Mobile branchless banking in emerging markets

Branchless banking allows the customer to have access to banking services without being reliant on a brick-and-mortar bank branch. Technological advancements and the adoption of a collaborative approach between banking service providers and technology companies are going to forge a new way of doing banking in emerging markets, where transport, electrical and other infrastructure is often underdeveloped.

The advantages of going mobile

Some of the advantages of mobile branchless banking, to both the user and the banking provider, are:

  •  it provides users with 24-hour access to services;
  •  it offers secure and mobile banking opportunities wherever you are;
  •  it generates a limited amount of paperwork;
  •  costs are kept low for both the provider and user;
  •  it facilitates financial inclusion given the levels of cellphone penetration; and
  •  the customer saves on the time and costs of traditional banking such as transportation and time off work.

Front-running mobile banking operators

MoreMagic, a subsidiary of Oberthus Technologies (OT), and mBank recently joined forces to provide a new solution to Africa’s unbanked population. mWalletTM is packaged to attract a large customer base. Oberthur Technologies also recently re-branded themselves as ‘The M Company’ to establish itself in the digital security solutions front for the mobility space.

“We aim at serving millions of clients currently not reached by traditional banking and micro-finance institutions. With its worldwide footprint in the telecom and banking markets and with MoreMagic’s expertise in mobile money, OT is a partner of choice to launch a Mobile Branchless Banking solution. Together, by serving markets that lack a comprehensive banking infrastructure and have a high penetration of mobile telephony, we will further contribute towards financial inclusion” said Arnaud Ventura, co-founder PlaNet Finance Group, co-founder of mBank Group.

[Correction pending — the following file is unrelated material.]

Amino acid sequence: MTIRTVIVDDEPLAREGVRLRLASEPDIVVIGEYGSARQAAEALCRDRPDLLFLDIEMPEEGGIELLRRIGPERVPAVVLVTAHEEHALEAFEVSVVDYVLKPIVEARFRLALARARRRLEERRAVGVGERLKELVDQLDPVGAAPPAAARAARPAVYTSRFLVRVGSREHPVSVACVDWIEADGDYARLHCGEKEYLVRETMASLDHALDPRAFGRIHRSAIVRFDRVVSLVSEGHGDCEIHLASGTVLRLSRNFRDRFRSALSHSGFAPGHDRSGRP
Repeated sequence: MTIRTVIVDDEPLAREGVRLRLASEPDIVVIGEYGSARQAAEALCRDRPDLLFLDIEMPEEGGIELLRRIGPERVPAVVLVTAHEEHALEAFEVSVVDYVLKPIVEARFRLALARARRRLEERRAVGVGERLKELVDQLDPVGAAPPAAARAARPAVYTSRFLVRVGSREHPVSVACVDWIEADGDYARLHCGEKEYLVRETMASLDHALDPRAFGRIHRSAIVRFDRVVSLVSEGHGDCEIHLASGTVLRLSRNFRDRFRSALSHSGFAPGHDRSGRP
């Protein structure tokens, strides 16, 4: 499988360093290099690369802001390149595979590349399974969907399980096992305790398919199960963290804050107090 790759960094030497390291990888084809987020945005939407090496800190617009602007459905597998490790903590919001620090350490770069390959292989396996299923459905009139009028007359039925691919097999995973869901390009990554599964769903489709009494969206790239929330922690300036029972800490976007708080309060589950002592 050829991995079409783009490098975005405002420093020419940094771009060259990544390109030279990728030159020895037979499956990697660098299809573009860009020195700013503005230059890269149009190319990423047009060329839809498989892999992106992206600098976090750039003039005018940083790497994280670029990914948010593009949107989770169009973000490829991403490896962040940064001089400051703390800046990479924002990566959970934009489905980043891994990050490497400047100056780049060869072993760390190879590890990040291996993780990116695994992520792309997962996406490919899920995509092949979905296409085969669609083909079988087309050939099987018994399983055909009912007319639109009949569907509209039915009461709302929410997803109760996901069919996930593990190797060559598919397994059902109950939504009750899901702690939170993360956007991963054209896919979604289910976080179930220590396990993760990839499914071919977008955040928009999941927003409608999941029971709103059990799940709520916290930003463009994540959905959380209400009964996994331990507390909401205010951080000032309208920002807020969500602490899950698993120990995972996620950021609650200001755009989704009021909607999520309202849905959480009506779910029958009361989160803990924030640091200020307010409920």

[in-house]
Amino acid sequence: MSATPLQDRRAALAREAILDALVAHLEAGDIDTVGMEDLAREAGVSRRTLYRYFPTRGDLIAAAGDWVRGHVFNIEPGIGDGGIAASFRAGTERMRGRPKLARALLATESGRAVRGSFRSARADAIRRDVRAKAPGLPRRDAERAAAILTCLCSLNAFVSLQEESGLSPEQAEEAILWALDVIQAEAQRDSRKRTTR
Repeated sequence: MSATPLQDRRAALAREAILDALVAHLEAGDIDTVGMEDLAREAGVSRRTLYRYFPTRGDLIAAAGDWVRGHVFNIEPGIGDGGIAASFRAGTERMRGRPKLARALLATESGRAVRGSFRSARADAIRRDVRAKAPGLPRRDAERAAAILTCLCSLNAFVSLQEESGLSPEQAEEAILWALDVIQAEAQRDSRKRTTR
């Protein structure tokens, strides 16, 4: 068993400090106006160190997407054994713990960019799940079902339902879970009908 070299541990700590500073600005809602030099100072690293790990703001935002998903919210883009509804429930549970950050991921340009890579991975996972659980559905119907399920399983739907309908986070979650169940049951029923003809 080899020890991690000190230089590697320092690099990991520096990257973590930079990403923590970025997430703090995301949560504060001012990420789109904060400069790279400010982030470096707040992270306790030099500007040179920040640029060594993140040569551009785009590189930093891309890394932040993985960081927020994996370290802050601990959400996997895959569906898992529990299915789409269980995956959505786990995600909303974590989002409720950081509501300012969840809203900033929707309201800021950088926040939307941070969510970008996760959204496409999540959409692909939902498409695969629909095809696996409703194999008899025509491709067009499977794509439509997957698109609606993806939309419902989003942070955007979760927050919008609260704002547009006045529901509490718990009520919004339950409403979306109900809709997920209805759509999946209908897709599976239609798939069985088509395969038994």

M-Pesa (M for mobile, and pesa is Swahili for money) is a mobile phone-based money transfer and micro financing service for Safaricom and Vodacom, the largest mobile network operators in Kenya and Tanzania. Adoption of M-PESA, especially in Kenya, has been an outright success and has acted as the stimulus behind further mobile branchless banking in the rest of Africa.

Western Union, which has physical branches in 50 African nations, is also working hard to ride the mobile banking wave. “We see Africa as being the hotbed or ground zero for some interesting technological advances,” said Richard Malcolm, south and east African regional VP for Western Union.

 “Some of the things that are happening here in Africa, happened here first … We are talking about mobile money transfers, definitely. I am also talking about what we call account based money transfers, so where a person with a bank account can send or receive from their bank account or into their bank account.”